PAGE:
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Journey - Eclipse [Aka: ECL1P53] CD (album) cover




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3.71 | 56 ratings

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Easy Livin
Special Collaborator
Honorary Collaborator / Retired Admin
3 stars Gleeful

Journey's new release for 2011 sees Arnel Pineda retaining his position as lead singer, with Neal Schon and Jonathan Cain keeping theirs as de facto band leaders. The pair co- write virtually all the songs here, with Pineda contributing to a couple and Schon writing the closing instrumental alone. The album title is written in the same way as on the "Escape" album, with numbers replacing the letters I,S and E.

While the songs predictably include up tempo rock songs and big sound AOR numbers, there is a surprising absence of genuine Journey ballads. This means that as a whole the album feels a bit like one of Rainbow's later, Post RJ Dio albums. It is noticeable that most of the songs have been extended from the normal 4-5 minutes to have running times of 5-7 minutes. Neal Schon is therefore afforded a little more space for lead guitar excursions, although the songs remain pop rock orientated with little real development.

Pineda's Steve Perry like voice ensures there is continuity once again in terms of the Journey "franchise", the songs here clearly being written to a strict template. We should not however be too cynical about such an approach, the quality of the songs here is well up to that we would expect from a Journey album.

Personal favourites include the relatively heavy "Chain of love" which boasts an impressive riff and "Resonate", a drifting mid-paced rock anthem. "Human Feel" which runs to almost 7 minutes, will probably become a crowd pleaser in the live environment, the incessant pace being driven by by a catchy chanted hook and some fine lead guitar.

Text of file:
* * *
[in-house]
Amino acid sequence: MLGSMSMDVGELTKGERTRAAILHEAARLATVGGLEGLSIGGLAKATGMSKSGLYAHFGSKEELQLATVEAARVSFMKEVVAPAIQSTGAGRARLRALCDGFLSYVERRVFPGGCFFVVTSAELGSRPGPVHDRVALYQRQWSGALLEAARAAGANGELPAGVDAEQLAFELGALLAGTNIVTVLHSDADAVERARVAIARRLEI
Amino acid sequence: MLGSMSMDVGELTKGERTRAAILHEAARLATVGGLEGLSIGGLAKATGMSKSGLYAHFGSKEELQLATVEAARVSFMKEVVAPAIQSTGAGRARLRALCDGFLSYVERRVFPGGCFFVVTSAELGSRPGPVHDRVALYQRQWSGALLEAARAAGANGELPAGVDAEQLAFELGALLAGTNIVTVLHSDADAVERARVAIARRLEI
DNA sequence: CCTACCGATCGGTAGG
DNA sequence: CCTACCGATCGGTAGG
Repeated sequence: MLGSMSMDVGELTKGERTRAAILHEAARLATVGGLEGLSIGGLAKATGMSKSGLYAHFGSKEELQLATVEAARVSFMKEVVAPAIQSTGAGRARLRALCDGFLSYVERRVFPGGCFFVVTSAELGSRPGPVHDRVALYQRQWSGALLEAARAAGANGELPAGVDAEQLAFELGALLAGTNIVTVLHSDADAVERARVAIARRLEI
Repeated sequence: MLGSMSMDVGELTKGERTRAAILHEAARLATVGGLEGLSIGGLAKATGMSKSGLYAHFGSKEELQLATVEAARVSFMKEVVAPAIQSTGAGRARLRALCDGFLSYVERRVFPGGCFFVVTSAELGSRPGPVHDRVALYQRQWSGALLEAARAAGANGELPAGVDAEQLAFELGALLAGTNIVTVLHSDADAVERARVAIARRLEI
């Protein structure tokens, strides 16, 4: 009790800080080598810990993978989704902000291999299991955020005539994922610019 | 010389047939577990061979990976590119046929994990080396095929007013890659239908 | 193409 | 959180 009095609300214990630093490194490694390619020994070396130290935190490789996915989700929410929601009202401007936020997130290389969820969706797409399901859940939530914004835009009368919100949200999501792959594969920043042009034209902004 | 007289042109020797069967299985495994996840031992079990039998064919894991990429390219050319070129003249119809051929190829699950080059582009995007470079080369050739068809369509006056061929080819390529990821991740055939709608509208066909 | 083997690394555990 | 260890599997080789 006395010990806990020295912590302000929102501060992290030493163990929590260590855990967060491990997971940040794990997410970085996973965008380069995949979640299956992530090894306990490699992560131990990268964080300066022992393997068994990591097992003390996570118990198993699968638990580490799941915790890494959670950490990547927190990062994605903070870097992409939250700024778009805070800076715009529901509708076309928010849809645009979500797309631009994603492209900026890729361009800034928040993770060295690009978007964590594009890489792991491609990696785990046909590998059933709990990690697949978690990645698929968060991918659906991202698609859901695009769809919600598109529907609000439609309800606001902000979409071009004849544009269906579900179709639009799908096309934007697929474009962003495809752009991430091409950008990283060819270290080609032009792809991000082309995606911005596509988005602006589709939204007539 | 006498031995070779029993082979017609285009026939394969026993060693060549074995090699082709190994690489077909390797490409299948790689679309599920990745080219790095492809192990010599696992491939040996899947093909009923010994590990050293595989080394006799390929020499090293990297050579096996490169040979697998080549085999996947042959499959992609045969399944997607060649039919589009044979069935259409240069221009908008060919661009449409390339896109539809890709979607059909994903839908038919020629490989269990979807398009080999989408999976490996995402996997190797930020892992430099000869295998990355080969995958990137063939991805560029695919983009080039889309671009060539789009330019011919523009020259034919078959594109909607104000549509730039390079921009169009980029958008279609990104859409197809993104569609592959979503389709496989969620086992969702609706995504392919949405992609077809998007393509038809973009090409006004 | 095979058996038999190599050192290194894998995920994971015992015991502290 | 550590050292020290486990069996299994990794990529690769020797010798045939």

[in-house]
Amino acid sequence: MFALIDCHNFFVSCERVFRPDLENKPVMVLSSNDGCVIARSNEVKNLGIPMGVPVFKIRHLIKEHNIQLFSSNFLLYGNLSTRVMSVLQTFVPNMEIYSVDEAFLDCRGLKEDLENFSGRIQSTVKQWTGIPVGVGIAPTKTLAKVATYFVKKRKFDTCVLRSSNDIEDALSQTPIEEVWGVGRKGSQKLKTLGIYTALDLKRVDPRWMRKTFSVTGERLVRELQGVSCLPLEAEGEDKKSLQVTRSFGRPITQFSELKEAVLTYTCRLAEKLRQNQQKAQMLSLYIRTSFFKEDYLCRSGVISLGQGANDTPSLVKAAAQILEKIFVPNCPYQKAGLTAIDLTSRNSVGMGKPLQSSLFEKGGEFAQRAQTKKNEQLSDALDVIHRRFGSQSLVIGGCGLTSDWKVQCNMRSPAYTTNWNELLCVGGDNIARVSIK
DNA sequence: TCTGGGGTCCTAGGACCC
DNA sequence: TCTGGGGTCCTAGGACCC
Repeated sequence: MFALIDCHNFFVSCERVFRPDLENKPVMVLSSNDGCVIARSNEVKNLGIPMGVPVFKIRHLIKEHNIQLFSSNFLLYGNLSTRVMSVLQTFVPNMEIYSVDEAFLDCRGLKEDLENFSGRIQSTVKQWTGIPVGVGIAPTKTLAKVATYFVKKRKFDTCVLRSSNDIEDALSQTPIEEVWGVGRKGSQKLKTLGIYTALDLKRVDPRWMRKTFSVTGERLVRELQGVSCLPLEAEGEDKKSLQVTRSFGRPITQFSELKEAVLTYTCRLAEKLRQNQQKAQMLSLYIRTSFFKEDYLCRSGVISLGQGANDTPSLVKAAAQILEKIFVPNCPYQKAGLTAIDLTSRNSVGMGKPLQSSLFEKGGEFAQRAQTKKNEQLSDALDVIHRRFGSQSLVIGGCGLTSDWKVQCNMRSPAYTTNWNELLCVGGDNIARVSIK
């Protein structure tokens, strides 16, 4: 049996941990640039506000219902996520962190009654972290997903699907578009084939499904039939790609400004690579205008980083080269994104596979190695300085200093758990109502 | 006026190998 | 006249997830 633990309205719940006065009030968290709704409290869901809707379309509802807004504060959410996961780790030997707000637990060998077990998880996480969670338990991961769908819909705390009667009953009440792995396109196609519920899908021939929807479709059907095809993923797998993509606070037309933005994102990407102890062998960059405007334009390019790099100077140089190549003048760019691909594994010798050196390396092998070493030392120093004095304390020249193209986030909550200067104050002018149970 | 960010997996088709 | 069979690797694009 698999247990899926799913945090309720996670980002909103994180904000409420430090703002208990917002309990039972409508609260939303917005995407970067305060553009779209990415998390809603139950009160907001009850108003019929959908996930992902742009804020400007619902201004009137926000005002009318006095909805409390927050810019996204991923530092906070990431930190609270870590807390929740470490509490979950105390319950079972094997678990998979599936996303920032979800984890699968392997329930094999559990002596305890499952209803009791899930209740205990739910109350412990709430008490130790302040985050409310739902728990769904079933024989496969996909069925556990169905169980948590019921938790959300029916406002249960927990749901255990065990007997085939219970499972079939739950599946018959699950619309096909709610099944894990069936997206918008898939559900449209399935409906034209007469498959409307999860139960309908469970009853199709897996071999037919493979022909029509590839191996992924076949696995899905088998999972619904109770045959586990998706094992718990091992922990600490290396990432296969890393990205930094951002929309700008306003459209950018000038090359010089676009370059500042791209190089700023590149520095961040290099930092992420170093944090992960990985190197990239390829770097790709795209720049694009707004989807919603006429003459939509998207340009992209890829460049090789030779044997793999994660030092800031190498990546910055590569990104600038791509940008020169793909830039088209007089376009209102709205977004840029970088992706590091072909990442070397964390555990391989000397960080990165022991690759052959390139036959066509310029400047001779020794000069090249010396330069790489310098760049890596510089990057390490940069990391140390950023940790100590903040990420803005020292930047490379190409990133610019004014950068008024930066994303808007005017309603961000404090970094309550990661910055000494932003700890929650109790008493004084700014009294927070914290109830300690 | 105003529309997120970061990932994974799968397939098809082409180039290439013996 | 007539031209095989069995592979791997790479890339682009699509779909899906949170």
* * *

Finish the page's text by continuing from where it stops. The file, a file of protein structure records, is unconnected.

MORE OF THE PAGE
"To Whom It May Concern", which is credited to Schon, Cain and Pineda, plus one Erik Pineda, is about as close as we get to a ballad, but still very much in the power ballad way. Neal Schon's closing instrumental "Venus" offers a good vehicle for him to display his dexterity, but it is something of a missed opportunity in terms of musical appeal (for me at least).

Overall, a very rock orientated album from Journey, virtually devoid of their trademark soft ballads. While it is good to see the tracks being stretched beyond the normal pop song lengths, it is clear that this album is designed to capitalise on the band's success with the Glee generation (through "Don't stop believing"). An enjoyable album then, but not one to break new ground for the band.

In a further pandering the commercial pressures, the album was initially only available in the US and Canada via Walmart Stores.

Easy Livin | 3/5 |


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